I’m mildly disappointed to discover that the other guitarist is not the legendary Guthrie Govan, whom I was really looking forward to seeing. It turns out to be Dave Kilmister, who used to play for Roger Waters, and before the end of the first song I realise that he’s perfectly well qualified to do this…
On bass is a real legend from my childhood. Nick Beggs. Nick Beggs from Kajagoogoo. Nick
Beggs that had the most ridiculous blond haircut (second only to Flock of Seagulls in the ridiculous 80s hairstyles stakes). He still has the long hair, albeit safely tucked out of harm’s way in two plaits. He must be 10 years older than me, but he looks like he’s in his thirties.
The drummer is also a new face (to me) – Craig Blundell. I was expecting Marco Minneman but as I have no idea what he looks like, I’m none the wiser until Steven introduces them all.
The sound in the Power Station is well, appalling. Fine during the lighter bits, but as soon as the bass or anything on the left hand half of the piano was played then it just became a muddy wash of noise. This wasn’t supposed to happen! I managed to improve things by moving forward ever so slowly, until by the end I was only a couple of bodies from the stage.
They stroll through First Regret and 3 Years Older, then Steven stops for a bit of bants, and explains that the first half of the show will be Hand. Cannot. Erase. in its entirety, and in order. Fucking get in. The title track, possibly my favourite thing he’s done, is sublime, but at only 4 minutes is far too short. It’s all sublime though. I can’t even really pick out a highlight from this hour-and-a-bit half of the show, it’s all so good. If I had to choose one moment it would be the extended keyboard solo in Home Invasion / Regret #9. I don’t think I’ve ever seen such an amazing keyboard player in action. Holzman is a jazz pianist by trade, so prog rock must be meat and drink to him, but christ on a bike, he absolutely nails this sucker. It’s like watching Keith Emerson or Rick Wakeman, but without the pomposity. The already very noisy crowd goes extra mental on the conclusion of his solo, and he turns and cheerfully, humbly acknowledges the appreciation. Legend.
I’ve never (knowingly) seen the Chapman Stick in action, and I have no idea if Nick Beggs is playing it the conventional way, but he seems to be mostly using the hammer on technique and holding it like a sitar. I’m sure it’s a complicated beast to master, what with all them strings and that, but he does make it look exceedingly simple. I would have to say that he is, with the exception of Geddy Lee and Les Claypool, the finest bass player I’ve ever seen, and I’m a matter of feet away from him.
They finish the album and wander off for a breather (leaving poor Adam to play the outro by himself) and I can only wonder at what’s to come. There is such an incredible amount to choose from, and it’s clear that there are no songs which can’t be reproduced on stage (the spoken word Perfect Life being a perfect example) so we could get absolutely anything. I know he still does a couple of PT numbers but I’m not expecting Radioactive Toy (which would seem almost childishly simple compared to the contemporary stuff).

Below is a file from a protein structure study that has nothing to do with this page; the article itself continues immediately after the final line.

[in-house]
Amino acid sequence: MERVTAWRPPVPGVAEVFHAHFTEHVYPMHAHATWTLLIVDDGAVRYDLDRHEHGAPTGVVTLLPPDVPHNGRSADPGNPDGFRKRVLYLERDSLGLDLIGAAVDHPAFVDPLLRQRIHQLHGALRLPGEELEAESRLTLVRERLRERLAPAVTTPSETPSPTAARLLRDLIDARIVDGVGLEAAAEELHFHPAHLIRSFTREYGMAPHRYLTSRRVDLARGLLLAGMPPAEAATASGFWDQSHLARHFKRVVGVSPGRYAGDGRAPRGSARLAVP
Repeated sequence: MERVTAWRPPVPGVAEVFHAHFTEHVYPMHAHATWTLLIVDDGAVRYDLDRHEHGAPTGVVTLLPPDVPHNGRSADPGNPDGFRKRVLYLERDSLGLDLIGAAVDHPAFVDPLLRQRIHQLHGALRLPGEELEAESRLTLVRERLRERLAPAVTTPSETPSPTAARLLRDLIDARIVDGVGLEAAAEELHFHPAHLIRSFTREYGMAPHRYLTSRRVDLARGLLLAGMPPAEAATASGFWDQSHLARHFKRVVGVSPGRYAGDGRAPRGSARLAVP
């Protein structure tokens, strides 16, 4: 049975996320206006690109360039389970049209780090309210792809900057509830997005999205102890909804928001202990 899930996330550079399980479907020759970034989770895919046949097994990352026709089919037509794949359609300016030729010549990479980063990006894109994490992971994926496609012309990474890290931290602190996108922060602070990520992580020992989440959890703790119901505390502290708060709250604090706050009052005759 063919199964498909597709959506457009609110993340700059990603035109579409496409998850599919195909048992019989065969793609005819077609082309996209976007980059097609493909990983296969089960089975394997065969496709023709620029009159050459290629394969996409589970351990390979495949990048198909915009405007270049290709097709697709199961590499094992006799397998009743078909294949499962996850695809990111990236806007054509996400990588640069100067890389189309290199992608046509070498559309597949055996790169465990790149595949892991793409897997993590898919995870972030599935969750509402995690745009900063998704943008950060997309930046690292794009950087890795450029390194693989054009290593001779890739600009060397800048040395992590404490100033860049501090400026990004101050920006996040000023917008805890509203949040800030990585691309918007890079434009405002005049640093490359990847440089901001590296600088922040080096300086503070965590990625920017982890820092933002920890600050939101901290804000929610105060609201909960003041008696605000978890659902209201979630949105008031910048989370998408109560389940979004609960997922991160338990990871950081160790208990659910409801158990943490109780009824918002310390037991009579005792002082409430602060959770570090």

Act II is just as mesmerising as the first half, and really delves into the archives, more heavily leaning towards PT. We get My Book Of Regrets from 4 1/2 and then Thank You, then Lazarus which he touchingly dedicates to David Bowie. Don’t Hate Me is the oldest one, from way back on Stupid Dream and as a finale they throw in Sleep Together from Fear Of a Blank Planet.
The encore starts with a moving tribute to Bowie (clearly one of Wilson’s heroes) – a very poignant Space Oddity that I’ve probably never heard sung better. Then he dives into The Sound Of Muzak from PT’s In Absentia, for which I now have a new admiration. I’ve never noticed how poppy and hooky it is but hearing it live has now pushed it way up the list of SW favourites. The final effort, and it really is a masterpiece, is the eponymous title track from The Raven That Refused To Sing. Now, I’ve not really noticed how epic this song is, always believing Holy Drinker to be the stand out on the album, but The Raven… is simply a progressive rock masterpiece. What a way to end a near enough perfect gig.
Then it really is good night. This has been near enough a THREE HOUR show, what more can you ask of a band? The very fact that they’ve schlepped over from Australia, with ALL that gear, just to play in front of maybe 1500 people is laudable, and shows what enjoyment they all get out of this. They really do appreciate the reception, and hang about on stage drinking in the applause, filming the crowd and pressing the flesh for a good 5-10 minutes before disappearing backstage.
In my last blog post I suggested that I would be disappointed if this gig didn’t make it into my all time top 10 – what was I worrying about? Obviously things might change a little in the cold light of day, but it’s gone straight in at number 3.
Fan. Fucking. Tastic. Thank you Steven.